There is almost nothing more powerful than a great product demonstration.
When done correctly, a demo allows the customer to see and feel how things will be better if they buy (and worse if they don't).
Use these rules to make certain your product demos move the sale forward.
1. Customize your demo.
Every customer is unique, so every demo should be uniquely matched to that customer. Before you demonstrate a product, do your research. Check the customer's SEC filings, press releases, conference proceedings, annual reports, published interviews, and so forth to understand the context of the demonstration.
Also gather some specific information about the people or group who'll be viewing the demo. Then change the data and the contents to match.
2. Tell the customer's story.
A product demonstration should never be a tour of a product's features and functions. Instead, it should tell the customer's story, with the product playing a key role. For example, suppose you're demonstrating a software product that helps companies better control their inventory of parts.
Here are two typical approaches:
3. Rehearse, rehearse, rehearse.
Demos are much more difficult than presentations–because in a demo, you must simultaneously focus on the customer, the effect the demonstration is having on the customer, and the mechanics of the demonstration. So it's utter madness to try to give a demonstration without rehearsing it at least three times.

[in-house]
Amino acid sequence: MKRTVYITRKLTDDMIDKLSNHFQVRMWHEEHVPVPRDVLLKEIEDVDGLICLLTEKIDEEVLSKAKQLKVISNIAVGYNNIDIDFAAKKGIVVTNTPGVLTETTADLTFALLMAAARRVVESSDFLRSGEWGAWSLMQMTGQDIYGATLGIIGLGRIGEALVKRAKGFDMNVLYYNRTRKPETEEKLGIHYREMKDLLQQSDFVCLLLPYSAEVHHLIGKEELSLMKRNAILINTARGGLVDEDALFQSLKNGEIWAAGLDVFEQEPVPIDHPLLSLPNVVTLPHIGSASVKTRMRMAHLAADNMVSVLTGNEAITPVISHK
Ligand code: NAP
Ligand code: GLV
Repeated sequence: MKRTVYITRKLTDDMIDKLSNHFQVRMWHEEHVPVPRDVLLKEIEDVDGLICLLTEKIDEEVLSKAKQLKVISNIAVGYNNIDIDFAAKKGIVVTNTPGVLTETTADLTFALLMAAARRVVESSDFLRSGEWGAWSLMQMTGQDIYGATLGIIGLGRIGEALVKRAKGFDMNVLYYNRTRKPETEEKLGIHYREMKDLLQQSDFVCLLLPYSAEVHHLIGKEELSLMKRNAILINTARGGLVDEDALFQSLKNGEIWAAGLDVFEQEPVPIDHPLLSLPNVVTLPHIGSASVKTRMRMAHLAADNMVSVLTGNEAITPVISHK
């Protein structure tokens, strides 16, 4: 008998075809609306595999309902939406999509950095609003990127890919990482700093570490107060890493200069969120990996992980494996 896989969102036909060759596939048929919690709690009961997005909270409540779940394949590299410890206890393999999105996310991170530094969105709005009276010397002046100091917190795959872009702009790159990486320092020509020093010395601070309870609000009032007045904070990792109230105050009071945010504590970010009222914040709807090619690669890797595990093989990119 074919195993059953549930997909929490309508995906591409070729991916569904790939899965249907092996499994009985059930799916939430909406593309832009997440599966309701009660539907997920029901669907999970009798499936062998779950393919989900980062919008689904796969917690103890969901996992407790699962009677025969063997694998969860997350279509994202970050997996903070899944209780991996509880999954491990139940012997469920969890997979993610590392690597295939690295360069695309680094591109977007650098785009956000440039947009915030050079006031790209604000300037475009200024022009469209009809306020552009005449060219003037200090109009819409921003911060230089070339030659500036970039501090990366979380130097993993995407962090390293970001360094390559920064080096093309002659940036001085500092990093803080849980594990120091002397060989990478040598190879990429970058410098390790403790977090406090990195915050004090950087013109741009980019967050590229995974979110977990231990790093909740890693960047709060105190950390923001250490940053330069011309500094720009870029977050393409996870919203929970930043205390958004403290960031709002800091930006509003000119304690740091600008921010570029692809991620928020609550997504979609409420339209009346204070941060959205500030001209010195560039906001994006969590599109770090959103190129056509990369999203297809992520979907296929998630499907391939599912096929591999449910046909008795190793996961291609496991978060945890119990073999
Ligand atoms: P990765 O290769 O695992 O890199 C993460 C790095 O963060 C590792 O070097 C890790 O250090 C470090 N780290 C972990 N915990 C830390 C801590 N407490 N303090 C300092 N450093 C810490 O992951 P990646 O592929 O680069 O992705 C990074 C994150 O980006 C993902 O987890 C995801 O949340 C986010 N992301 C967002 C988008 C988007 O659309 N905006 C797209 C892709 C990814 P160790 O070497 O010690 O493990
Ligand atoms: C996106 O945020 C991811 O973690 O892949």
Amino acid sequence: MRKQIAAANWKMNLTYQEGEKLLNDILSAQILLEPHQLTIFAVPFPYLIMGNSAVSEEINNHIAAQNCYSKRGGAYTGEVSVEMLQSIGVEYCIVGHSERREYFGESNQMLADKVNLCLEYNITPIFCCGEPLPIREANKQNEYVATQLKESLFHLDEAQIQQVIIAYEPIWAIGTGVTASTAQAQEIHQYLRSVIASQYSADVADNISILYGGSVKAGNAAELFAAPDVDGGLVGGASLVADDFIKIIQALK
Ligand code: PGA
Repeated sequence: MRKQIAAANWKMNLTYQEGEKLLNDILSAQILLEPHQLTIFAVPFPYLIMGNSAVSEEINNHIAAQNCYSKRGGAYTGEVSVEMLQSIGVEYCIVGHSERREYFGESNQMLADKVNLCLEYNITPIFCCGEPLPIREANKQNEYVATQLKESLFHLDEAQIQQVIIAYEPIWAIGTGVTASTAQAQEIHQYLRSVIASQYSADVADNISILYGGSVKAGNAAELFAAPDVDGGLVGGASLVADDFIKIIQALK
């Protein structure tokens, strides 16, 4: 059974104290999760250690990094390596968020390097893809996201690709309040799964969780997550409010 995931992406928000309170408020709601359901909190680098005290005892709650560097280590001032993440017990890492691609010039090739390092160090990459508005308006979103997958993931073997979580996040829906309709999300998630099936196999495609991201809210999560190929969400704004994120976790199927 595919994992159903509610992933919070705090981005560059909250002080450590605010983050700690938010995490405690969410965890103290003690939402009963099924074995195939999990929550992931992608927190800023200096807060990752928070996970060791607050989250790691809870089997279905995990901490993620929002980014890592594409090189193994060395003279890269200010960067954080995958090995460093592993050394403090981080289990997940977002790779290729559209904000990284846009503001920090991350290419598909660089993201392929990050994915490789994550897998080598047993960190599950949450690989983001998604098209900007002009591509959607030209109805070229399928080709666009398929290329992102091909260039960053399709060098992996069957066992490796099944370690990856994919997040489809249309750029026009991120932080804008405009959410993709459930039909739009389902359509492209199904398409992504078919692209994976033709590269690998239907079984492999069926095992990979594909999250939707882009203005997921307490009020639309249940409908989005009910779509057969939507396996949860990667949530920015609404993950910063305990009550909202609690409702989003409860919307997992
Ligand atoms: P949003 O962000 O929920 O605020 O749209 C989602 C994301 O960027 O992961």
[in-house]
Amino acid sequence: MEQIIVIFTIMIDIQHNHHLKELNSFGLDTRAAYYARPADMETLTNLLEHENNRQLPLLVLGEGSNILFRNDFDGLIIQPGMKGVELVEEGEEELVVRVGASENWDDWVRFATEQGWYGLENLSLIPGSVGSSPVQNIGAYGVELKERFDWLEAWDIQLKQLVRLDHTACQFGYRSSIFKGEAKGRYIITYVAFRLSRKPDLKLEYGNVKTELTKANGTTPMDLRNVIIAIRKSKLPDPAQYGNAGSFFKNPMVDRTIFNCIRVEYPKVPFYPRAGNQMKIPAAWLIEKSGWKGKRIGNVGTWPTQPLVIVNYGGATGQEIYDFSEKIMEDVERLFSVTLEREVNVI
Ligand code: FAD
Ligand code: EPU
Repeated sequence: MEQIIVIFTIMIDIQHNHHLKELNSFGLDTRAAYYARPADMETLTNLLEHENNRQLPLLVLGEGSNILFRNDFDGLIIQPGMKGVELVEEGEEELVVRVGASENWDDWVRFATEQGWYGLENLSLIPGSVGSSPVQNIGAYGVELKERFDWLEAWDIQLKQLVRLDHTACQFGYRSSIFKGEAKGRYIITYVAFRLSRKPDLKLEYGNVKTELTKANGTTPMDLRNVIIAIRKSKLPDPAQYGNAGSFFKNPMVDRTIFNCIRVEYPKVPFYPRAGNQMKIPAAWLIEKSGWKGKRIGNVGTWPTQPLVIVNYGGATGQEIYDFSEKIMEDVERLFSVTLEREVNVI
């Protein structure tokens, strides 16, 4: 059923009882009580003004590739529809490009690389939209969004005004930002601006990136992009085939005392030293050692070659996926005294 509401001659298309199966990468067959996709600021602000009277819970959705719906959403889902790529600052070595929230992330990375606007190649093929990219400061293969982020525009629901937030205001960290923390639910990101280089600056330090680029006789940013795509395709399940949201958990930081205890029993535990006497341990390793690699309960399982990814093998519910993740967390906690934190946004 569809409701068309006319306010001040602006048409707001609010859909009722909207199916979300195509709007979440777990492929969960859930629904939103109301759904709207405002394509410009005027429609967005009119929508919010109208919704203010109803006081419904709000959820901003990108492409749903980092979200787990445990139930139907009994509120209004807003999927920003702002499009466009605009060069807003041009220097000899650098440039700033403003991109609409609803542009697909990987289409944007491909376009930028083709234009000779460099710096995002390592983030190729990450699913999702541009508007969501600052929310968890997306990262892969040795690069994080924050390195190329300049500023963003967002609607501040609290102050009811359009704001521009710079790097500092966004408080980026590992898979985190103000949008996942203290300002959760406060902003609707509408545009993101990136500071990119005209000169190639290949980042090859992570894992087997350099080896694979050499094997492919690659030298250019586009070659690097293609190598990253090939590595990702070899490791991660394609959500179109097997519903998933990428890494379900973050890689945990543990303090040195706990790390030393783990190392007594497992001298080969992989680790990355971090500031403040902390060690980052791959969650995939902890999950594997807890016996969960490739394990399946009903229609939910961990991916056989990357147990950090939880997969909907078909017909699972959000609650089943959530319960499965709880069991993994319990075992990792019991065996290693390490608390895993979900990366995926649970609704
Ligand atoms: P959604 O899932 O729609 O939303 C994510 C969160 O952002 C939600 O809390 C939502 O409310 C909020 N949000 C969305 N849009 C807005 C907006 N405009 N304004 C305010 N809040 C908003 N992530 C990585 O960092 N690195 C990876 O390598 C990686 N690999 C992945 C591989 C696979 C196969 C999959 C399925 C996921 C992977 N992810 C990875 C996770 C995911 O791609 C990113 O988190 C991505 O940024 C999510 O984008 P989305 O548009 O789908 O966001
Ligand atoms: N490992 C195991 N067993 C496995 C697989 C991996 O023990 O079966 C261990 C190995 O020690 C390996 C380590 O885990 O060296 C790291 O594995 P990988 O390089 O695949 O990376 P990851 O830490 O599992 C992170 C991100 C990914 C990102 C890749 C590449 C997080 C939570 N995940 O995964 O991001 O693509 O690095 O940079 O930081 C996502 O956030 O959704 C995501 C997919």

You'd be amazed how many sales reps think they can wing it when it comes to demonstrations. The result is always a disaster.
4. Test everything beforehand.
A bungled demo tells the customer, at a visceral level, that either:
Never give a demonstration without a dry run, preferably at the very location where you'll be giving the demonstration. Never assume that the equipment available at a customer site or conference facility will work.
And always have a backup plan, with some other sales-oriented activity that can fill the gap if something goes wrong.
5. After the demo, close the deal.
Because "seeing is believing," there is no better time than after a successful demo to close a sale or ask for the next step, such as a meeting with a decision-maker. So when you demo, you must ask something that will move the sale forward.
If you don't do this, it implies that either the demo was a dud or product isn't worth buying in the first place.
The above is adapted from my recently published book, Business to Business Selling.